No sensible person — particularly not a street smart youth — would tempt police to use deadly force when it takes so little for it to be employed.
Demetrius Braxton has now been charged with armed robbery — however, faces a potential life sentence if prosecutors opportune the controversial killing as a way to teach an unnecessary lesson for stealing $10 from a person who didn't want the youths even pursued in the first place.
Braxton, as well as the others present for the armed robbery, could be charged with the murder of their friend — instead of the officer who actually killed him — because the chain of events happened as the result of the commission of a crime.
Though legal analysts believe this avenue highly doubtful, police have made intimations the charge is coming — and given the indefatigable lengths police and the media have undertaken to eviscerate the youths reputations in the public spotlight, it certainly isn't a remote possibility.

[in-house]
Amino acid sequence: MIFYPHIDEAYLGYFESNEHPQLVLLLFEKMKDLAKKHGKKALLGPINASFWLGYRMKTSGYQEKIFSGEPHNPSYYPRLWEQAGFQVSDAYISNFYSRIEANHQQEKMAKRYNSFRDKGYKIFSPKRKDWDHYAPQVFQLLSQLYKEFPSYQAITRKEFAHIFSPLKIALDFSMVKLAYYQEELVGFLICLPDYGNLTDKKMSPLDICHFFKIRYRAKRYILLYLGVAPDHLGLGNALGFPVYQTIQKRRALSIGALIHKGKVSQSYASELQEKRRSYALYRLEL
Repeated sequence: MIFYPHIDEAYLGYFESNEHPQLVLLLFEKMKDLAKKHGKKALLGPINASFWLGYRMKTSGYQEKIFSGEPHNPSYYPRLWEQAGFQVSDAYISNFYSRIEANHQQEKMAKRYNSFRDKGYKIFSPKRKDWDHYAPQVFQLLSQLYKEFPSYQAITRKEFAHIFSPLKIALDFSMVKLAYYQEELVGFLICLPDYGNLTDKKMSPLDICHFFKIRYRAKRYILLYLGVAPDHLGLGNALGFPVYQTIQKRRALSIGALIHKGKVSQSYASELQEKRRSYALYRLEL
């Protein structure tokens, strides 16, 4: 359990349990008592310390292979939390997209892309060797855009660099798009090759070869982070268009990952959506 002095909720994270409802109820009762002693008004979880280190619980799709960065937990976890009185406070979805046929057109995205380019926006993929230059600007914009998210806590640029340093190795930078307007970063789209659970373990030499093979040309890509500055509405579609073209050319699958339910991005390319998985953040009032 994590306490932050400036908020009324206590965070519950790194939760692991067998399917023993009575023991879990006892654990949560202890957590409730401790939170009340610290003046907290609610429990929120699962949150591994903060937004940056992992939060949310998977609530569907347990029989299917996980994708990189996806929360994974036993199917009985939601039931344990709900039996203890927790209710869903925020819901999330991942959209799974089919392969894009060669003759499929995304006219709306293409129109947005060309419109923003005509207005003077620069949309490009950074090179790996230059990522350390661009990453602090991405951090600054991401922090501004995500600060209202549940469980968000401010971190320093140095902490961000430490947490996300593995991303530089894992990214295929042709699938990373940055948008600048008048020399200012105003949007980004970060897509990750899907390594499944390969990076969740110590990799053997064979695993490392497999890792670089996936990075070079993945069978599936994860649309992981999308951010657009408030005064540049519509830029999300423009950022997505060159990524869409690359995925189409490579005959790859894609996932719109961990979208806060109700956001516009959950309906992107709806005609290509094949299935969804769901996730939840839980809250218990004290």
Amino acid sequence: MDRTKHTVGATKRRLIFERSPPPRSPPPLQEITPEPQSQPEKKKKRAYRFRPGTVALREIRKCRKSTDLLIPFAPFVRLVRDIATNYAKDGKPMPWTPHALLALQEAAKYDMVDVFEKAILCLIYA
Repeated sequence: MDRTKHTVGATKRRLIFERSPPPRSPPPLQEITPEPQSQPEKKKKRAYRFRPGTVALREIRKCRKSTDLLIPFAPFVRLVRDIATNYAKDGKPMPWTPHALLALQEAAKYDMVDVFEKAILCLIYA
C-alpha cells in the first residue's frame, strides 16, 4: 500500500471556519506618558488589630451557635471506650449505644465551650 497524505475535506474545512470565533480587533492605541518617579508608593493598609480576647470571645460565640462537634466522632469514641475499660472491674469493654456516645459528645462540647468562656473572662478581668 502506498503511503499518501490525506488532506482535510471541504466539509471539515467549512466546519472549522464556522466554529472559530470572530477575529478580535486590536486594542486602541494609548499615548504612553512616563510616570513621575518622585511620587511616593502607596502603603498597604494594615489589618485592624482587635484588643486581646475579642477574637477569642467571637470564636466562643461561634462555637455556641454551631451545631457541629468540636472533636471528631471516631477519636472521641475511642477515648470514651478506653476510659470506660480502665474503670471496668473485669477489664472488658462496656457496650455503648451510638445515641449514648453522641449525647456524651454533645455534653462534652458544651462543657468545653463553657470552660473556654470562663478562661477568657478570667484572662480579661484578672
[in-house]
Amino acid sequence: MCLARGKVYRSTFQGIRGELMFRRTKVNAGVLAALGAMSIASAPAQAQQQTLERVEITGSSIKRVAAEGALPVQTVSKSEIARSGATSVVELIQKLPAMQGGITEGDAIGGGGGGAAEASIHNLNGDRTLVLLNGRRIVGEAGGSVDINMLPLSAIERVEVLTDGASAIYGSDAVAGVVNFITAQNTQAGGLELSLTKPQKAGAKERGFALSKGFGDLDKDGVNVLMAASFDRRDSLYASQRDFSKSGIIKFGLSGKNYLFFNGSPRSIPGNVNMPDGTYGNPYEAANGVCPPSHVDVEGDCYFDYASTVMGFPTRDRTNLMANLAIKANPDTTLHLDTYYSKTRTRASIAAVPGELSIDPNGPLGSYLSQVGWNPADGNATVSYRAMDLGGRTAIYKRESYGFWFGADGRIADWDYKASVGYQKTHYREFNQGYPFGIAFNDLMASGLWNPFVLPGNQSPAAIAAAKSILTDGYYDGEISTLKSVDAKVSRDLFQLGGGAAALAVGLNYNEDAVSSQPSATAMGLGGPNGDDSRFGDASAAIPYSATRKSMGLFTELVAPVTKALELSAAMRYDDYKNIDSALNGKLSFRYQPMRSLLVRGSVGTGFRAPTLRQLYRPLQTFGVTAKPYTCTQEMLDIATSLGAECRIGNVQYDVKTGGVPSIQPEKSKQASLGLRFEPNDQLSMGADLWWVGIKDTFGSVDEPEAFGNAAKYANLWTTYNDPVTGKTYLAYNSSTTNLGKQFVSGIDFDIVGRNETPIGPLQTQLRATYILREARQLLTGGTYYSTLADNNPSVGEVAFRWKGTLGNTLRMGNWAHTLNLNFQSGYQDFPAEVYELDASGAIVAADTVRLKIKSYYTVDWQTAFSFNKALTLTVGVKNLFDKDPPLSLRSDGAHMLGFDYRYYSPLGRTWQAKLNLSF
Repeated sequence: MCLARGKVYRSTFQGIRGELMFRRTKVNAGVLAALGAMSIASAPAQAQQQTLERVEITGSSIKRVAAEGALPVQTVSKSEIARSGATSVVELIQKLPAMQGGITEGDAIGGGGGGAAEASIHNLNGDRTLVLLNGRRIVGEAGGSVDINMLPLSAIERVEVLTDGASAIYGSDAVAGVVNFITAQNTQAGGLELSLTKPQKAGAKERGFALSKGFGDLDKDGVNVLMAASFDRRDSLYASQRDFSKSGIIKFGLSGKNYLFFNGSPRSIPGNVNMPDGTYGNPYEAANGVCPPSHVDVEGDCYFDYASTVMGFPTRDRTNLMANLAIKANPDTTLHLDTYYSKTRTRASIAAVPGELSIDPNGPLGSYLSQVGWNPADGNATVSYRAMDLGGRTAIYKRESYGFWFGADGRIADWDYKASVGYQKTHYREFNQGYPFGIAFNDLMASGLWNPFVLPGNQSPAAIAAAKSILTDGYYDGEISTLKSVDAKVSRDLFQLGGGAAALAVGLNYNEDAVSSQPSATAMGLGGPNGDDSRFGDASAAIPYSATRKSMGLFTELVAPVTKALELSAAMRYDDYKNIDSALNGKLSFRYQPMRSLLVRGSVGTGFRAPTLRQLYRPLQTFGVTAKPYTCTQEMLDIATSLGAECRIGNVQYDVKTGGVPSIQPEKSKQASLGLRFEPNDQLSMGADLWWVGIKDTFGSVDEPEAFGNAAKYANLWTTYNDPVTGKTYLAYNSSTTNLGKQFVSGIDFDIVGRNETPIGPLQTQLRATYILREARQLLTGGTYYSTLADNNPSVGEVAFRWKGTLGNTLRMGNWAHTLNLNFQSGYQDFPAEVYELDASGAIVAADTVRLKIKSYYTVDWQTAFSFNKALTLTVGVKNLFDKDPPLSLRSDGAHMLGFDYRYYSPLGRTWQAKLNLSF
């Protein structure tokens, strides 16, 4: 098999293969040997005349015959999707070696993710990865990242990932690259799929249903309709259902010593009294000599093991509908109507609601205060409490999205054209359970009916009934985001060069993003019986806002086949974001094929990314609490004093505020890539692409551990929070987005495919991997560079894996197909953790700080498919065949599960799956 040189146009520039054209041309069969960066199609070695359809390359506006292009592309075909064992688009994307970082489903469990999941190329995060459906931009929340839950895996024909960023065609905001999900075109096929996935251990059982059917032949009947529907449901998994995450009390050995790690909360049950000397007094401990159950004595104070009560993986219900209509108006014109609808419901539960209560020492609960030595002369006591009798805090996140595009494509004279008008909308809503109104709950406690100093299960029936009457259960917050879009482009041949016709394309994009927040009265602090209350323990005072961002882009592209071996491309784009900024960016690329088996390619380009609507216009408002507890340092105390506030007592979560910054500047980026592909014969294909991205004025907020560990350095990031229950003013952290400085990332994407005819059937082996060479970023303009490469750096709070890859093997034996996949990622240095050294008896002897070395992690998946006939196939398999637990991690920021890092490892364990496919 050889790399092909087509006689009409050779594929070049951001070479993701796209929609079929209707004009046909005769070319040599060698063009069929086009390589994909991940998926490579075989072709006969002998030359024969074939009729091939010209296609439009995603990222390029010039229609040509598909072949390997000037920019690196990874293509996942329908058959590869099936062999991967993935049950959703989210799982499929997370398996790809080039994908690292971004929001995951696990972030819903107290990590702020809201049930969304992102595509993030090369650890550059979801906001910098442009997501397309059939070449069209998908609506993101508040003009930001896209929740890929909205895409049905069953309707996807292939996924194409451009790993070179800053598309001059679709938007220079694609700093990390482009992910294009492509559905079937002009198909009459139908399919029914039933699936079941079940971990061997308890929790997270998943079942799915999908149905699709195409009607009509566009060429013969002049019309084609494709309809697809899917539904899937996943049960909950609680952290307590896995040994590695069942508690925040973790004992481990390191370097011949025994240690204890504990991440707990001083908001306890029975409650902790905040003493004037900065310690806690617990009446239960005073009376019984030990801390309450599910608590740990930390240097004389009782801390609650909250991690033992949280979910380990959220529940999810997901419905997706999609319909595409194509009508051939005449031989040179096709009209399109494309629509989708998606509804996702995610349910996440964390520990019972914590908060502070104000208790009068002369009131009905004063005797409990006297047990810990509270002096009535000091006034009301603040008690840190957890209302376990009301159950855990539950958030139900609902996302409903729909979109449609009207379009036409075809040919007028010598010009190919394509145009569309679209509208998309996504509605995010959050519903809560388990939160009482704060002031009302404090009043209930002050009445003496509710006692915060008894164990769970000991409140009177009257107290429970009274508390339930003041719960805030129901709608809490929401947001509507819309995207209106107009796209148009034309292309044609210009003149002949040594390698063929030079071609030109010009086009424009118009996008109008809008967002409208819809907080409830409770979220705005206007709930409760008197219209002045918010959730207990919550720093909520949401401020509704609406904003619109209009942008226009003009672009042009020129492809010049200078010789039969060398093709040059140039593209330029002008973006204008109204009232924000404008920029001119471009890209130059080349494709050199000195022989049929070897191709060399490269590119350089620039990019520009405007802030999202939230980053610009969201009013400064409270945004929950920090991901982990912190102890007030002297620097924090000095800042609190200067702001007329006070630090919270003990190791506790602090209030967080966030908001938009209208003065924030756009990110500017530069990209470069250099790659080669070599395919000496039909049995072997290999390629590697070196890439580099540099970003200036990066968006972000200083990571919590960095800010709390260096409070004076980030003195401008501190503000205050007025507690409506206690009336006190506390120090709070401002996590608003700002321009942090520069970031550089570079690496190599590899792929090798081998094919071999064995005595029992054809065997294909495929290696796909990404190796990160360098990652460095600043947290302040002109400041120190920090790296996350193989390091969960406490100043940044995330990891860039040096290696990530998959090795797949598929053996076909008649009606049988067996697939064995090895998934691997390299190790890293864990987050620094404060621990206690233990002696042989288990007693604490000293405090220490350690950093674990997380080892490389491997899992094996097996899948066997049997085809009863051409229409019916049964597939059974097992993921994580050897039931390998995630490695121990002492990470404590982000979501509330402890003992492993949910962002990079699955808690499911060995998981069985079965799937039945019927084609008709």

Unless the indescribably imperative details outlined in this article force a sway in public opinion and increase the vehemence of calls for justice in the killing of 13-year-old Tyre King and fair prosecution of Demetrius Braxton can convince police and prosecutors to relent, force an investigation independent of Columbus Police — and face the fact one young life ended prematurely and another hangs in the balance — for a crime no one wanted to "mess with" from the very beginning.